In this article you’ll learn the truth about using Caboki, and why it might be a good short term ‘cover-up’ but in the long term it probably isn’t your best option for getting the hair you really want.
This article will include a look at what it is and how it works. I’ll then explain what users think of the product, as well as how to use it and side effects to be aware of.
Lastly, I’ll share with you a natural alternative to scalp concealers and natural ways to thicken, strengthen and ultimately regrow your real hair.
Quick note: If you’d like to learn more about the cause of your hair loss and what you can do about it, stick around until the end. There, you’ll find a six-question hair loss quiz. The results will enable you to take control of your hair loss and your life.
Unlike other products I’ve mentioned here – including minoxidil and finasteride – Caboki isn’t actually a product that regrows hair. Instead, it’s one that claims to cover up areas of thinning and loss by making the hair appear thicker.
The product is made of natural plant fibers from the Moroccan Gossypium Herbaceum. This is a type of cotton (Levant) that grows only in arid regions of Morocco.
While most other concealers contain keratin (such as Toppik), Caboki uses plant fibers. However, the company claims it sticks to the hair strands just as keratin would.
Essentially, Caboki and other such concealers use static charge to ensure the fibers stick to the hair. When applied, the fibers cling to the hair strands and can only be removed in the shower.
Caboki, then, ‘bulks’ up the strands and makes it appear as if you have more hair. This covers balding spots, and it prevents your scalp from peeking through in thinning areas.
Of course, this only works if you have hair to work with.
Caboki contains just two ingredients: Gossyplum Herbaceous (levant cotton) fiber and mineral-based colorants (iron oxide). This makes it one of the more natural hair building fiber products on the market.
In addition to what it does have, Caboki is also sure to state what it doesn’t have. The website claims the product is free of:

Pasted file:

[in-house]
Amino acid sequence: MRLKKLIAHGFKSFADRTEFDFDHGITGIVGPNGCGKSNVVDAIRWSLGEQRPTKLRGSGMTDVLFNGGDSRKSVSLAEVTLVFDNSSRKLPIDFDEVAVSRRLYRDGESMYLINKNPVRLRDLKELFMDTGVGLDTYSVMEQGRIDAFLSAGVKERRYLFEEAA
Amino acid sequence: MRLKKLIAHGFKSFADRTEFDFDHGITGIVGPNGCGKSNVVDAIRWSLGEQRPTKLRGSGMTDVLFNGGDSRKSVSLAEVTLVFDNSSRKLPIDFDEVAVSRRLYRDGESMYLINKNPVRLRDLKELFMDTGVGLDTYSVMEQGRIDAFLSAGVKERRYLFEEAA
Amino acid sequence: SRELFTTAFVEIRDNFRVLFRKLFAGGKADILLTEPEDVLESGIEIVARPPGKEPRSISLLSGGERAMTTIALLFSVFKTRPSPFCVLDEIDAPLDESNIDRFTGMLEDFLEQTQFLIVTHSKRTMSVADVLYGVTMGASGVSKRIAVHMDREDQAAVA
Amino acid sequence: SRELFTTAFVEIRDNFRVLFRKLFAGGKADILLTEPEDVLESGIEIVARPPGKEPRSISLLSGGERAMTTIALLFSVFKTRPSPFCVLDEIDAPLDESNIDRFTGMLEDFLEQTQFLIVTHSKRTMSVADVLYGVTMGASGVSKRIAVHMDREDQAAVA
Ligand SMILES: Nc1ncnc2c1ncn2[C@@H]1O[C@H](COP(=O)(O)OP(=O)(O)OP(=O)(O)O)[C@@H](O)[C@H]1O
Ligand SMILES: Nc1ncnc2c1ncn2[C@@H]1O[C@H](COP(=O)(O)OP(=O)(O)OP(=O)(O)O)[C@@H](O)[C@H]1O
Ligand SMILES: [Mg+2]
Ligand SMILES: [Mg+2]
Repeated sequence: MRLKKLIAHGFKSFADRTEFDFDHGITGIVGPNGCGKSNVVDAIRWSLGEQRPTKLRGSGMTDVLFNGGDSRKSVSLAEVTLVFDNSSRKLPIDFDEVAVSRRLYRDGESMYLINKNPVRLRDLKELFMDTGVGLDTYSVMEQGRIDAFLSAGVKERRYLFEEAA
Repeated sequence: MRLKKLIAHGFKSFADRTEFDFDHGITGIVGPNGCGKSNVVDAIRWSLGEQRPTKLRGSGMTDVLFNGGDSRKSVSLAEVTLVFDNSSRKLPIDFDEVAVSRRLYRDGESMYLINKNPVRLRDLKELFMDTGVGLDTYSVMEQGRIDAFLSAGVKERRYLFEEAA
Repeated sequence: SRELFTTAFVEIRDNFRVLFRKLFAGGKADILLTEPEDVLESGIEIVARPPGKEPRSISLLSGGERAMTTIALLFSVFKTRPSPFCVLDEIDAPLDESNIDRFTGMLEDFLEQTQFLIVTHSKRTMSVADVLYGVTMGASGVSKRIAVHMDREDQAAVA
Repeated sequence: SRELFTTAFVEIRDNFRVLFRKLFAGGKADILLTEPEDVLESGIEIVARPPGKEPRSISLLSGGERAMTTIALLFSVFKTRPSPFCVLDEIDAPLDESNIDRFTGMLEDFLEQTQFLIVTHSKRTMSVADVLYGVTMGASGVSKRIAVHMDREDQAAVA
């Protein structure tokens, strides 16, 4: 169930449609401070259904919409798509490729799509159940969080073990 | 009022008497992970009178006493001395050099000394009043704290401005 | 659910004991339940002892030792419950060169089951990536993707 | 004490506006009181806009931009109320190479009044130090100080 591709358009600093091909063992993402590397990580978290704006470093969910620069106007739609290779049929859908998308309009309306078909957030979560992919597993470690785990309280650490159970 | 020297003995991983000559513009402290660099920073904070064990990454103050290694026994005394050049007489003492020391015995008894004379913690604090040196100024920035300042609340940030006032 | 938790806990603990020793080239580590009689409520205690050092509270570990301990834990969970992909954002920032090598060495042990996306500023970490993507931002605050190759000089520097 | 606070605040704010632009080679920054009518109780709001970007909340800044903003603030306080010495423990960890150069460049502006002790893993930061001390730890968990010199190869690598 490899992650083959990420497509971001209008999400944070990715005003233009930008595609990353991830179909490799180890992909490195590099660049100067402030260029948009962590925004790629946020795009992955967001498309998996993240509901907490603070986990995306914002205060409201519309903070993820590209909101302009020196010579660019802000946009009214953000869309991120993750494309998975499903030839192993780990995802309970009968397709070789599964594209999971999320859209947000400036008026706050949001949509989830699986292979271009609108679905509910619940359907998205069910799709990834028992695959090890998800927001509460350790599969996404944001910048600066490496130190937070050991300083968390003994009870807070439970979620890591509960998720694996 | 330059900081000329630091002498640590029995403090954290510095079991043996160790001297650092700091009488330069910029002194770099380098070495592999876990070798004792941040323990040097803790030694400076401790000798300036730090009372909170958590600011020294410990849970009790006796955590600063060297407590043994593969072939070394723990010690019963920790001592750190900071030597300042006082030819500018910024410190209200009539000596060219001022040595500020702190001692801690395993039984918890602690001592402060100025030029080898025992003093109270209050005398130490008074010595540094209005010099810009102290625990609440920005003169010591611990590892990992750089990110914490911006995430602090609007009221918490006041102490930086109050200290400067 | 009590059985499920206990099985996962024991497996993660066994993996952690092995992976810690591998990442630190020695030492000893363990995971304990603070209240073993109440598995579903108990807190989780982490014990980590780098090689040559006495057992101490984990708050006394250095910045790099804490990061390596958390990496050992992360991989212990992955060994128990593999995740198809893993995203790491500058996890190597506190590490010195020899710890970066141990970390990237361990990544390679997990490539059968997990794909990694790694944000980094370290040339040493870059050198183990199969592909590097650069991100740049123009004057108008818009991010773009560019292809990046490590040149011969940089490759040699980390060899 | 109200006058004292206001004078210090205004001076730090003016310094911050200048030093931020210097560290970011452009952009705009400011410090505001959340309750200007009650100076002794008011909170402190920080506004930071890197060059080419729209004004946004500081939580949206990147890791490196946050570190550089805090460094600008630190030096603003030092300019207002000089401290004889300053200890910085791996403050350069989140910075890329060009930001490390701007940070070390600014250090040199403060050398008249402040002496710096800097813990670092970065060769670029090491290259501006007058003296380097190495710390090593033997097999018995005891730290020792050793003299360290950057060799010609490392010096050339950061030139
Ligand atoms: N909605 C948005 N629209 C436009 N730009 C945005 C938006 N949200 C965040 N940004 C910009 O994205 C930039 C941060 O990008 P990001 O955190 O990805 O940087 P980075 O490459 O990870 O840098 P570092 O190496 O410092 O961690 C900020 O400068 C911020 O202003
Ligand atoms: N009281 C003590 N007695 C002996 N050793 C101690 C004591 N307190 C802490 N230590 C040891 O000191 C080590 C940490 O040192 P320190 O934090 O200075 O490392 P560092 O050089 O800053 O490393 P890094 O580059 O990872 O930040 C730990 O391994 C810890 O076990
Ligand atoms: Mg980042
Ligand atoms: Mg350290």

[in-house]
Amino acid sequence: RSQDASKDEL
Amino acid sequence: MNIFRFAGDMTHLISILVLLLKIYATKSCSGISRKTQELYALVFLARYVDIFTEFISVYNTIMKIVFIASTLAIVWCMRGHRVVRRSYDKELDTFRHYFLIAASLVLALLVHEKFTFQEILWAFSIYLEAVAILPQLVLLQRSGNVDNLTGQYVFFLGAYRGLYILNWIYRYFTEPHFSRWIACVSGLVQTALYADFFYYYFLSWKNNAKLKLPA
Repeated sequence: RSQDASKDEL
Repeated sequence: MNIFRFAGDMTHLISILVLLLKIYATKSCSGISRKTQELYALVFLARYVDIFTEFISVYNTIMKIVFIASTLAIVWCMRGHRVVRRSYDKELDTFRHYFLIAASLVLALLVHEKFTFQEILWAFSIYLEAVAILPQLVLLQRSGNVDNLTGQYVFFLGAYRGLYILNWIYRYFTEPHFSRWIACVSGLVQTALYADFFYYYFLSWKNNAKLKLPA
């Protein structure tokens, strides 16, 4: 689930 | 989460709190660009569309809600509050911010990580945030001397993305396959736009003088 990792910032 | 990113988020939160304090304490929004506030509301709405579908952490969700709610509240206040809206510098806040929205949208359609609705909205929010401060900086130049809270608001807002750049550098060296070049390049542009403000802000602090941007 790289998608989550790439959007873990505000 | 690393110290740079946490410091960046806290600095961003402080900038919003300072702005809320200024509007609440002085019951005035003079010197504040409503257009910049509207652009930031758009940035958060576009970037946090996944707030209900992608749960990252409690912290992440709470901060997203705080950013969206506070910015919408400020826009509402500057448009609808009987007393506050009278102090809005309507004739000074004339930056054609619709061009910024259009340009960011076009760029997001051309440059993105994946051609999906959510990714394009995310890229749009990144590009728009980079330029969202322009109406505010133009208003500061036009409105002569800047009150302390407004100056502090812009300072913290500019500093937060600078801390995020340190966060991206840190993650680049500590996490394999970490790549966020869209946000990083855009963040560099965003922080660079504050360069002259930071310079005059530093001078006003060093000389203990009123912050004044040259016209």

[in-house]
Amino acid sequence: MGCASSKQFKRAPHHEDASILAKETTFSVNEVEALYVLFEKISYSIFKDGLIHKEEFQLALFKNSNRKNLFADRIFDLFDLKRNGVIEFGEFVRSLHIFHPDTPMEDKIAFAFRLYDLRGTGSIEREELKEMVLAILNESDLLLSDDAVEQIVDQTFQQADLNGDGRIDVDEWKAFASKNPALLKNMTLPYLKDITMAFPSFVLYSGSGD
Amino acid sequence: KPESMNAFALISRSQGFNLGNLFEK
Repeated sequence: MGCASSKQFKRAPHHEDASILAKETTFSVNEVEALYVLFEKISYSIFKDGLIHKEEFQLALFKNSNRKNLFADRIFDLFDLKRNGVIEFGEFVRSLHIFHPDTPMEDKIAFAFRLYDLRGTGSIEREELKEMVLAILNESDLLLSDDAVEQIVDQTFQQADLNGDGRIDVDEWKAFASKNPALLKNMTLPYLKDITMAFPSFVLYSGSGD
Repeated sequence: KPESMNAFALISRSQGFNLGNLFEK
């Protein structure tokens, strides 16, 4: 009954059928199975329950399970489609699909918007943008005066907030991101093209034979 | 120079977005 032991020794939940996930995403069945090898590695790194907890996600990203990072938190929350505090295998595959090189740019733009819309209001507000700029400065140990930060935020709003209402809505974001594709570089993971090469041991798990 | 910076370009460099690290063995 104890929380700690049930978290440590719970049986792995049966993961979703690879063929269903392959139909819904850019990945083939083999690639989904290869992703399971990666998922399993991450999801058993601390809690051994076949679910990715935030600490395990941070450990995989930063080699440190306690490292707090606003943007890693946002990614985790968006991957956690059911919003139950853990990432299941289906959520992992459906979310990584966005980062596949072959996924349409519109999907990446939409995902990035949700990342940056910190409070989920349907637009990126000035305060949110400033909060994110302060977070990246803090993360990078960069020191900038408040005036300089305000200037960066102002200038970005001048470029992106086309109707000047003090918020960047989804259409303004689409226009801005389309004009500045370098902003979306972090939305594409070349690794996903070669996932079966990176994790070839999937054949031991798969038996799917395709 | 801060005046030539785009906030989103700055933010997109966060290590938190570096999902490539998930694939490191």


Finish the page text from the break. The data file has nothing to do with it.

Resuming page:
As such, it appears that this would be a good alternative product for anyone who has had reactions to other hair building fiber products.
The big question is, does Caboki actually work?
For those with mild hair loss and thinning, yes.
However, it doesn’t treat hair loss and only covers up the issue. This can mean that, over time, Caboki may stop working for you as your hair loss progresses.
One of the best ways to determine how a product works is to find out what real users have to say. This gives you a clear idea of the benefits and drawbacks so you can make an informed decision.
In the majority of instances, users seem to have a positive take on the product. Many customers even claim they wouldn’t leave their home without Caboki, and the product works wonders on their thinning hair.
However, common complaints include rubbing off, streaking, and messy application. This may cause reluctance for many would-be users, as you don’t want it to be obvious that you’re wearing such a product.
As with any product, there were also some less than happy customers. Many of these customers complain that the product is hard to apply, it doesn’t blend well, or it looks unnatural.
The only way to truly understand how the product works is to try it yourself. In fact, Caboki offers a free sample which you can order on their website.